Knowledge is power.
And, in the case of the NHL Scouting Combine, power is power.
For two-time Cup champ and Head Strength and Conditioning Coach Ryan van Asten, that's the critical takeaway from this weekend's annual prospect showcase.
Who, among the dozens of potential first-round suitors (and beyond) has the natural makeup of the modern, impact athlete.
"There are a few specific tests that I like to focus on," said van Asten, now on the heels of his fifth year with the Flames after three with the L.A. Kings. "The power tests, for sure.
"They do vertical jumps on bi-lateral force plates, they do horizontal jumps - like a long jump - there's an agility test, and a Wingate test, or 30 seconds, all-out power.
"The reason we focus on those tests, in particular, is that that type of power, the physical quality of power and explosiveness, is the hardest to train and might have the biggest genetic component. Whereas something like the bench press or even pull-ups are quite easily trainable."
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van Asten, along with Assistant Strength and Conditioning Coach Alan Selby, are the two gurus on site in Buffalo, New York, this week to watch over grueling fitness tests 103 of the world's top prospects will be put through.
So, while General Manager Brad Treliving, Head Amateur Scout Tod Button and others will handle the interview duties leading up, van Asten will supply critical info afterward to supplement their already exhaustive book on each of the prospects ahead of next month's NHL Draft.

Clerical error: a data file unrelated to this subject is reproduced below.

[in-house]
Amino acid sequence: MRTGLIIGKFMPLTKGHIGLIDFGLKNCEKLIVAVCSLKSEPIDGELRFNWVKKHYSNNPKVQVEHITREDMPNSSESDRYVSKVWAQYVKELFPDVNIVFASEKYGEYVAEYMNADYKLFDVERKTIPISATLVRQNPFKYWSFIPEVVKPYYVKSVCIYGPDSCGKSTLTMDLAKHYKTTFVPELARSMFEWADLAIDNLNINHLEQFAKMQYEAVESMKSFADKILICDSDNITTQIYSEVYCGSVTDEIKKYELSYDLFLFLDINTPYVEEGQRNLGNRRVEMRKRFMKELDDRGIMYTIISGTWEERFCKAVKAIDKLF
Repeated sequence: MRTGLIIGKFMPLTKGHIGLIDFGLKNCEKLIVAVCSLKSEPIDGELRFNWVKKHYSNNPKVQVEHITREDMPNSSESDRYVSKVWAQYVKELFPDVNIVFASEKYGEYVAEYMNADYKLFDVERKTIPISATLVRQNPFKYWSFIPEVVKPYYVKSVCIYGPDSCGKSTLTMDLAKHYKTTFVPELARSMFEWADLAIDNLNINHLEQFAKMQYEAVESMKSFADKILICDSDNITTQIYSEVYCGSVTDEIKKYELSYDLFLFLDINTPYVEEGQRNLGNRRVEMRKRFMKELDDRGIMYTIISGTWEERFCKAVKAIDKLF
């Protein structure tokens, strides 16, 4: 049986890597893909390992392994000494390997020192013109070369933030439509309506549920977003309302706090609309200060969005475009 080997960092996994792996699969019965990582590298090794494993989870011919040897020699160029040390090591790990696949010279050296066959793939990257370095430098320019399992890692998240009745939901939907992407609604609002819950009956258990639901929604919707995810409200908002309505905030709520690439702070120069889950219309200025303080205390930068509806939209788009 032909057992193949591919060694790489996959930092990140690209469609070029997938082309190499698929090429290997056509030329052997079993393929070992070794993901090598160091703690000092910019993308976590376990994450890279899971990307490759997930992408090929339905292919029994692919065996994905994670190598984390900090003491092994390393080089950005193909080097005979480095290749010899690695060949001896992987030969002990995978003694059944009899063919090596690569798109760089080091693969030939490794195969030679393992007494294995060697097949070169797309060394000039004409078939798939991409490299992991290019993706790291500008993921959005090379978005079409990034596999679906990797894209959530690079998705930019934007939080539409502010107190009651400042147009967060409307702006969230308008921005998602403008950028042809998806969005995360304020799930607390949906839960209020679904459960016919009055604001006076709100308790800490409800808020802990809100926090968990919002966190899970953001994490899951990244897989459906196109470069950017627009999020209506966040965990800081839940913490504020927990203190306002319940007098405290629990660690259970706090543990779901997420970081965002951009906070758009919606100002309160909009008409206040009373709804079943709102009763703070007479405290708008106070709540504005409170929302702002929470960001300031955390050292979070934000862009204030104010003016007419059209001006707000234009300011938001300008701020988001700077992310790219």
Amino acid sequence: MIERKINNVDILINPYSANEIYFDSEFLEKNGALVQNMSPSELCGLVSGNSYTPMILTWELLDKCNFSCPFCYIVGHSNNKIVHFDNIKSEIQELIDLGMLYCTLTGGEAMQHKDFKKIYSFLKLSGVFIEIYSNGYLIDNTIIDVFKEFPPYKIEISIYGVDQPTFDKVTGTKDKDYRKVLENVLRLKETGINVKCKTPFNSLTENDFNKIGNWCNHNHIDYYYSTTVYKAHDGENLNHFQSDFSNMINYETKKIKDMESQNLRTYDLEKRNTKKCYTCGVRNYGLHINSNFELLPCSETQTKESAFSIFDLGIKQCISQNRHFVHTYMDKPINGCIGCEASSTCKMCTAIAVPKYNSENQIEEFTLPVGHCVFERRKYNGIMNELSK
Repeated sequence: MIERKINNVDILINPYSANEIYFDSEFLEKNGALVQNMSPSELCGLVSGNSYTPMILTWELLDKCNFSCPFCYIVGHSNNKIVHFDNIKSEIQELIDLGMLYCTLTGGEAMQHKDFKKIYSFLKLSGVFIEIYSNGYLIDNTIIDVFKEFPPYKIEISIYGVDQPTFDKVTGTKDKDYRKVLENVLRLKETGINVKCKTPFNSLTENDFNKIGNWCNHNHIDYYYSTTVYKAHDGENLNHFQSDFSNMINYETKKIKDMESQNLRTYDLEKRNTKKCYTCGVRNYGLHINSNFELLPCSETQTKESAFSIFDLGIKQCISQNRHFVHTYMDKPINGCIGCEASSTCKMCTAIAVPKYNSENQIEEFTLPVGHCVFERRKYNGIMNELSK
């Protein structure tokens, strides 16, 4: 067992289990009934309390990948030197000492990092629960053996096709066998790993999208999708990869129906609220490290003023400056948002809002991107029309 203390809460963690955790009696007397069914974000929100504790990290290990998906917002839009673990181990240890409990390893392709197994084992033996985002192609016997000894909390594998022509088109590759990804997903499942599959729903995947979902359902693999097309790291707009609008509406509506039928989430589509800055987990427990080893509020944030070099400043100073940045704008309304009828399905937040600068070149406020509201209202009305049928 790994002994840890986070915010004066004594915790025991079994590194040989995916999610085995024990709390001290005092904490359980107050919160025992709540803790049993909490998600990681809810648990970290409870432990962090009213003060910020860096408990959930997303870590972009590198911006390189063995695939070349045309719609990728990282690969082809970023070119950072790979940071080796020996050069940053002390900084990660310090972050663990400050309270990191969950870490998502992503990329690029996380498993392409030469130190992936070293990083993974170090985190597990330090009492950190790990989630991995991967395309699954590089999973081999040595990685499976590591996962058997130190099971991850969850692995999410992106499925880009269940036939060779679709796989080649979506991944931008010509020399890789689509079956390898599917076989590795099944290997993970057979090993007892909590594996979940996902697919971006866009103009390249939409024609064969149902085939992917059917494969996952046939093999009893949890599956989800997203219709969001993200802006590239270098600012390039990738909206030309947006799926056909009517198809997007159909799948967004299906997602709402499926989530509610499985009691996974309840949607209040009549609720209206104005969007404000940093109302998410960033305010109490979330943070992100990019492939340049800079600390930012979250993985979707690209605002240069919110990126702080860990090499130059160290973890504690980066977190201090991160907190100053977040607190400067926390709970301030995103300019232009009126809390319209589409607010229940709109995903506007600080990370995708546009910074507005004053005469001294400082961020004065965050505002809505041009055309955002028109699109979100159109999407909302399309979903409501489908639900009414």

"We're basically lined up in front of all the tests, we can see everything that's going on," van Asten said. "It's in a line, all in order - so if we have a particular guy we're watching, we can just watch him all the way down the line.
"We don't anticipate in making hard decisions on guys because of their performance in these tests, but - like everything we do - it helps guide our decision-making process because we have better information to work off of."
van Asten goes into the weekend with a "clean slate," knowing little about the prospects outside of the big names like projected first pick Jack Hughes of the U.S. National Development Program. This allows him to focus only on the athlete's performance, and the visual cues you can only derive in person, like what can kind of body type he has, or how quickly he recovers from test to test.
These days, with the margin so thin, that can make all the difference.
"If you have two guys of equal talent, but there's one guy wno clearly demonstrates that he's superior in different performance qualities, or has a higher ceiling that way ... that will certainly go a long way in determing his value to an organization," van Asten said.
Stay tuned, as tomorrow we'll unveil our full conversation with van Asten in Episode 6 of Firestarter Podcast, brought to you by The Star Calgary, to kick off our 2019 NHL Scouting Combine coverage.
van Asten drills deep into the benefits of the event, how it's evolved over the years, what he'll be up to over the course of the summer as he tracks of the progress of the current Flames roster, and much, much more!